Plant breeder Christina Eynck: One of the key elements of a breeding program and its success is really genetic diversity.

Text on screen: Christina Eynck, Plant Breeder, Linnaeus Plant Sciences Inc.

[Medium close up of blue labelled camelina plant.]

The gene banks really play a crucial role.

[Close up of camelina plant.]

At some point camelina was really an almost forgotten crop...

[Cut back to medium close up side angle of Christina Eynck in greenhouse talking.]

...and if it was not for PGRC here in Canada...

[Close up of camelina accessions.]

...and other gene banks worldwide who...

[Cut to medium close up of camelina accessions.]

...collected all the different camelina material and stored them...

[High angle close up of orange envelope labelled sativa camelina.]

...breeders like me would not have really any material to work with...

[Cut back to medium close up side angle of Christina Eynck in greenhouse talking.]

...we wouldn't have any access to genetic diversity.

[Medium close up of germ plasm envelope being scanned and opened beside scale.]

Axel Diederichsen: So the plant breeders can write to us and they request germ plasm.

[Cut to high angle shot of spooning out germ plasm into dish in lab beside scale.]

They will receive a small envelope...

[Cut to medium close up of germ plasm being placed on scale in lab.]

...of seeds...

[Cut back to high angle of researcher inputting settings into scale with seeds.]

...or plant material...

[Cut back to medium close up of seeds being taken off scale and placed back in envelope in lab.]

...so that they have diverse material to start with...

[Cut back to high angle of placing seeds in bag.]

...to investigate or to utilize.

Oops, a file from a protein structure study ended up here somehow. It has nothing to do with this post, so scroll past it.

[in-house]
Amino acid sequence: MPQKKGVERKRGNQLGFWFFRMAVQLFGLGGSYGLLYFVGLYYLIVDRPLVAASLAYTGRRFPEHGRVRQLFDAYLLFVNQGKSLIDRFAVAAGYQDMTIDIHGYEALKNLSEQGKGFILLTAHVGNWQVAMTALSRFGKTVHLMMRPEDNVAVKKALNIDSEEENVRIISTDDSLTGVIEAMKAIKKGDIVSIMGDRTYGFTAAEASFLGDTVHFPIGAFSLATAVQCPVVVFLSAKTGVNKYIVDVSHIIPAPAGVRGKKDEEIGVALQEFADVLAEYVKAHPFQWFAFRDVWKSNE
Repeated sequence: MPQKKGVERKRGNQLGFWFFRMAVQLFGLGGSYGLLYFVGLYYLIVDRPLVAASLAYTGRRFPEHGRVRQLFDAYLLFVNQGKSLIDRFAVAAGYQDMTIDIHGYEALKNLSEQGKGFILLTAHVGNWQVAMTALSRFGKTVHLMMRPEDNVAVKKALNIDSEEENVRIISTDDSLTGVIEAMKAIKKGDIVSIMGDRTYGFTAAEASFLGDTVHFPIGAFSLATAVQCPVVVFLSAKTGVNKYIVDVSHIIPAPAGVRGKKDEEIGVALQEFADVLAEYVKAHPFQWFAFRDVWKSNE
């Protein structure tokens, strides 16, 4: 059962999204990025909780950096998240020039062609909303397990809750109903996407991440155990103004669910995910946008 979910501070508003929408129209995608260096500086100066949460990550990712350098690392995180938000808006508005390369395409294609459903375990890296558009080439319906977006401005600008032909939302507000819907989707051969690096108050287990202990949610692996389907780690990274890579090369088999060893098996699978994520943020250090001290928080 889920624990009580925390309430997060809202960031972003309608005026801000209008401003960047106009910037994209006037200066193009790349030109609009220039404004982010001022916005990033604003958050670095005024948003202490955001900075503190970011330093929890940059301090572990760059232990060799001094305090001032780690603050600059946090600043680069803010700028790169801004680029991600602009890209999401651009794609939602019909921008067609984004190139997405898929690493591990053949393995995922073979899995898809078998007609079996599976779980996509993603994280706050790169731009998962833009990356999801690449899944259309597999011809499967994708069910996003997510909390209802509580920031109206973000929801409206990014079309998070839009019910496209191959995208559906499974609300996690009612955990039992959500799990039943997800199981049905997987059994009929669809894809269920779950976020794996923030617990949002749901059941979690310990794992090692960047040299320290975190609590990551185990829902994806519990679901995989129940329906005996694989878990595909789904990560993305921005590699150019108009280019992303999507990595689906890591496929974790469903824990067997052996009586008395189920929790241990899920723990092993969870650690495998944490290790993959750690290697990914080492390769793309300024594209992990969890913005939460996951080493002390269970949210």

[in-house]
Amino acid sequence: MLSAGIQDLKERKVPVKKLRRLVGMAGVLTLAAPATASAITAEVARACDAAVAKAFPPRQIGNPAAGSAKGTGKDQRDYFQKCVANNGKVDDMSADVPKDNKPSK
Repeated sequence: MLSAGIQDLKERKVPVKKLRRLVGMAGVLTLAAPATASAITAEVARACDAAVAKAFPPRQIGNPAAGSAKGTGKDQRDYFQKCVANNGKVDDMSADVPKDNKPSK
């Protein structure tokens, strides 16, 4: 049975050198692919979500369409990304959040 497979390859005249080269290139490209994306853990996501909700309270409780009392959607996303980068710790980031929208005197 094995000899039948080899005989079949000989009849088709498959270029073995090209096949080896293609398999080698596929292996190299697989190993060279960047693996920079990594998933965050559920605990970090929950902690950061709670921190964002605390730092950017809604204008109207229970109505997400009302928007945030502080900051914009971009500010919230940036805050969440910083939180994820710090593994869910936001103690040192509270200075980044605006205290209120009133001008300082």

[Cut to over the shoulder shot of research assistant Dallas Kessler filing envelopes of germ plasm at his desk in front of a scale and monitor.]

Research assistant Dallas Kessler: A requirement for distribution...

[Cut to medium close up of Dallas Kessler addressing camera.]

Text on screen: Dallas Kessler Research Assistant, Biodiversity and Collections Agriculture and Agri-Food Canada

...is that the purpose of the seeds is for research or education.

[Tilting close up shot of wheat field.]

Within Canada our wheat accessions are the most sought after...

[Cut to wide shot of tractor in field.]

...internationally our oat, barley, brassica...


[Close up of tractor in field.]

...and flax are the most frequently requested.

[Cut to medium shot of Diederichsen talking in office.]

Axel Diederichsen: The diversity of crop plants is man-made diversity, and if we don't preserve it, it will be lost, more or less instantly...

[Cut to wide shot of oncoming combine in field.]

...it's a cultural heritage...

[Tilt shot of wheat field.]

...that has grown...

[High angle zoom of camelina field.]

...over 10,000 years...

[Cut back to medium shot of Diederichsen talking in office.]

...and this diversity and this cultural heritage goes physically through our hands in the gene bank. That's very fascinating.

[Cut to medium close up of Dallas Kessler addressing camera.]

Dallas Kessler: I like to think...

[Cut back to medium shot of Diederichsen smiling in office.]

...that we're making a contribution to global agriculture...

[Cut to mother setting spaghetti on table in domestic kitchen with daughter pouring juice.]

...and hopefully that makes food more accessible...

[Cut to mid shot of mother distributing spaghetti onto a plate in kitchen.]

...to people everywhere.

[Fade to white.]

[Fade up from white.]

[Cut to tile photos of gene plasm and camelina plants on bottom of white screen.]

Text on screen: Modern. Innovative. Growing. Discover other agricultural innovations at www.agr.gc.ca.

[Light, piano music fades out.]

Text on screen: Canada, ©Her Majesty the Queen in Right of Canada, represented by the Minister of Agriculture and Agri-Food (2015).

[Fade to black.]